by Joshua Chiang
“Homosexuality will eventually be accepted. It’s already accepted in China. It’s a matter of time before it’s accepted here.”
– Lee Kuan Yew, Hard Truths To Keep Singapore Going
The funny thing about our Government sometimes is how the more they try to put a lid on certain issues, the more publicity they give to those very issues. There was the episode with Alan Shadrake, in which the contempt of court charge against him made his book ‘Once A Jolly Hangman” an instant hit. Then the attempt to gazette The Online Citizen doubled its readership overnight. And now this unprecedented move to limit the screening of the movie “The Kids Are Alright” to just one print. To be honest, I haven’t even heard of the movie until I read the news this morning. (Yes I have been living under a rock for quite some time.) Now after this move by the MDA I am pretty sure people will be rushing to catch the movie. And the gay debate will no doubt be reignited again.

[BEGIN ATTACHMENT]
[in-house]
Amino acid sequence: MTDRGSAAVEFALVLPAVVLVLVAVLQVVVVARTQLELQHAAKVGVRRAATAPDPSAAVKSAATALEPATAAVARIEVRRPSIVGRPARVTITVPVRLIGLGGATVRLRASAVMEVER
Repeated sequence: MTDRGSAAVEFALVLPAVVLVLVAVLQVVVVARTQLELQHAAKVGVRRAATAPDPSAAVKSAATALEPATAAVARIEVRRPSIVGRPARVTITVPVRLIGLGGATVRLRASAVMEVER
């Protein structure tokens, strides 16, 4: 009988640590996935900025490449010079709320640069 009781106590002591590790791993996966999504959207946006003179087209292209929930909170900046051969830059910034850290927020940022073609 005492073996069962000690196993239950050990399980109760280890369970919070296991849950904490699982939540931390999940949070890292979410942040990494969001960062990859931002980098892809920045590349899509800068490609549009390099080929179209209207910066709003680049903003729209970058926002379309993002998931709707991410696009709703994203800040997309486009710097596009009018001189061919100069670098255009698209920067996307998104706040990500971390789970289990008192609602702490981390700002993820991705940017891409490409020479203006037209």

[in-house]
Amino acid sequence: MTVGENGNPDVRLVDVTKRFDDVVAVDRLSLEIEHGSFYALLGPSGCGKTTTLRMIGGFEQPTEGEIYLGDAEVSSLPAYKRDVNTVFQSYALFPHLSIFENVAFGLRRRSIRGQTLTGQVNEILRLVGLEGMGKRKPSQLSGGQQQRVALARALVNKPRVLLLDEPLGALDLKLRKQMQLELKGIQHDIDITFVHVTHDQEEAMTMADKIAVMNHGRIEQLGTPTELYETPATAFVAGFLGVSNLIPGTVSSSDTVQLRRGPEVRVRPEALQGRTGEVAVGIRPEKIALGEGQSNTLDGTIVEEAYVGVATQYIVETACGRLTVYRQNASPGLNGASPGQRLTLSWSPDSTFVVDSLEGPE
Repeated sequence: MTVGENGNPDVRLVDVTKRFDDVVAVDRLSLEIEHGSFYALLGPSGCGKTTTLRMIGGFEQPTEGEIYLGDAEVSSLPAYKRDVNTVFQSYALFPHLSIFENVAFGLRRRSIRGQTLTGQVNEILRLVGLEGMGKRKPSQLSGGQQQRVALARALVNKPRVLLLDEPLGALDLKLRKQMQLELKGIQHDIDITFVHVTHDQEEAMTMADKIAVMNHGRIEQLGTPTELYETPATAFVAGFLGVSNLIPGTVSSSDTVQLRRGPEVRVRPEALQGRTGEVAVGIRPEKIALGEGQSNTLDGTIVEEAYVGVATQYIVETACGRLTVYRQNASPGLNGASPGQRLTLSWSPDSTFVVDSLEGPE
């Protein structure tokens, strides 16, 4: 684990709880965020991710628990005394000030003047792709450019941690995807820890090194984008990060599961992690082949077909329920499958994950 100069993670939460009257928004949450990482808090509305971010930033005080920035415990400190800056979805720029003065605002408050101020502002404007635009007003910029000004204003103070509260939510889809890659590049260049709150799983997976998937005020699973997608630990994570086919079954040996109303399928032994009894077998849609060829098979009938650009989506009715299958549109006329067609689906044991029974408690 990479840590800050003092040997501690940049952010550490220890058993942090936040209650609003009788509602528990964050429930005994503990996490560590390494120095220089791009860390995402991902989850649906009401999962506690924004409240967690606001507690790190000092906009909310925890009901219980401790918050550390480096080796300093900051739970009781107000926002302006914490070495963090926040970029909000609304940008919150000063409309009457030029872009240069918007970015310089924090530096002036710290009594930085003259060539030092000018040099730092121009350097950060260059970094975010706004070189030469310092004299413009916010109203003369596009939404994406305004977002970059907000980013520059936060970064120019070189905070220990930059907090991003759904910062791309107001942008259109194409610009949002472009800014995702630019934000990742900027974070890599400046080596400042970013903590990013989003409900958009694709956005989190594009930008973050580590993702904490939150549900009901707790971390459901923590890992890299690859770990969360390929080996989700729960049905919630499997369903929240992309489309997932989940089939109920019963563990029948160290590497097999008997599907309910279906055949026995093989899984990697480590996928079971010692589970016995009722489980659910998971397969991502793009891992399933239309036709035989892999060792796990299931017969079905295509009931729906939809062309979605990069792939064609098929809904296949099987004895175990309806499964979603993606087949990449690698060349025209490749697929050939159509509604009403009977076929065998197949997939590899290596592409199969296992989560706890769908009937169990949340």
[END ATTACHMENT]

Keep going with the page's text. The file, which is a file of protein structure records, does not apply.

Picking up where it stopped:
Alex Au summed it up very nicely why MDA’s latest move is so reprehensible. In his blog he wrote:
“Gay sex can be suggested in non-explicit ways in film, but gay people living ordinary, respectable lives, doing non-sexual things, (e.g. raising a family and looking after children) cannot. It really boils down to reinforcing a policy that has been in effect for a long time: Gay people can be depicted as deviants that come to tragic ends, but any positive portrayal must be cut out.”